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Publication numberUS4797419 A
Publication typeGrant
Application numberUS 06/926,162
Publication dateJan 10, 1989
Filing dateNov 3, 1986
Priority dateNov 3, 1986
Fee statusPaid
Publication number06926162, 926162, US 4797419 A, US 4797419A, US-A-4797419, US4797419 A, US4797419A
InventorsWalter H. Moos, Anthony J. Thomas
Original AssigneeWarner-Lambert Company
Export CitationBiBTeX, EndNote, RefMan
External Links: USPTO, USPTO Assignment, Espacenet
Method of treating the symptoms of senile cognitive decline employing di- or trisubstituted urea cholinergic agents
US 4797419 A
Abstract
Certain trisubstituted alkyl, aryl, pyridinyl, piperidinyl, and piperazinyl urea compounds stimulate the release of acetylcholine and are thus useful agents for the treatment of senile cognitive decline characterized by decreased cerebral acetylcholine production or release.
A method for treating the symptoms of senile cognitive decline is disclosed.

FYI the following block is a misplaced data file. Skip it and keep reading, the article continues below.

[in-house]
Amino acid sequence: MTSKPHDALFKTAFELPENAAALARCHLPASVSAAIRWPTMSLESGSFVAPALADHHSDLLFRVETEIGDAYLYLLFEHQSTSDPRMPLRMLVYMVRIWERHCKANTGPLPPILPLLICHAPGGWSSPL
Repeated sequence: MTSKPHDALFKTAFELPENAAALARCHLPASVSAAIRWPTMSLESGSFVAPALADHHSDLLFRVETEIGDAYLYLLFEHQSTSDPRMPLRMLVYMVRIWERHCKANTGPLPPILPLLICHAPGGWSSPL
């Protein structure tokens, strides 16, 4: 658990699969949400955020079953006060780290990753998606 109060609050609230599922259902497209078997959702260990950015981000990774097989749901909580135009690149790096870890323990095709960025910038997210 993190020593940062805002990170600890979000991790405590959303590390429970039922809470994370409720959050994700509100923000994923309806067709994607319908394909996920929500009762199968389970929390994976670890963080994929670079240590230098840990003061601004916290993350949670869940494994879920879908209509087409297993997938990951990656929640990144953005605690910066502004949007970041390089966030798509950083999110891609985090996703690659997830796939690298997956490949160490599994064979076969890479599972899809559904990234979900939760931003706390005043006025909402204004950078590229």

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Claims(14)
We claim:
1. A method of alleviating cholinergic deficits that accompany aging or dementia comprising administering to a patient suffering therefrom an effective amount of a compound having the formula ##STR8## wherein R1, R2 and R3 are each independently hydrogen; straight or branched alkyl of from one to twenty carbon atoms; straight or branhed alkenyl of from two to twenty carbon atoms; straight or branched alkynyl of from two to twenty carbon atoms; cycloalkyl of from three to eight carbon atoms; phenyl; phenyl substituted with alkyl of from one to four carbon atoms, alkyloxy of from one to four carbon atoms, chlorine, bromine, hydroxyl, nitro, --SO3 H, --SO3 -alkyl (wherein alkyl is from one to four carbon atoms), independently hydrogen or alkyl of from one to four carbon atoms, trifluoromethyl, or NR4 R5 where R4 and R5 are independently hydrogen or alkyl of from one to four carbon atoms or trifluoromethyl; with the proviso that only one of R1, R2 or R3 may be hydrogen at any time.
2. A method as defined by claim 1 wherein said compound is N'-butyl-N,N-dicyclohexylurea.
3. A method as defined by claim 1 wherein said compound is N'-methyl-N,N-diphenylurea.
4. A method as defined by claim 1 wherein said compound is N'-ethyl-N,N-diphenylurea.
5. A method as defined by claim 1 wherein said compound is N'-isopropyl-N,N-diphenylurea.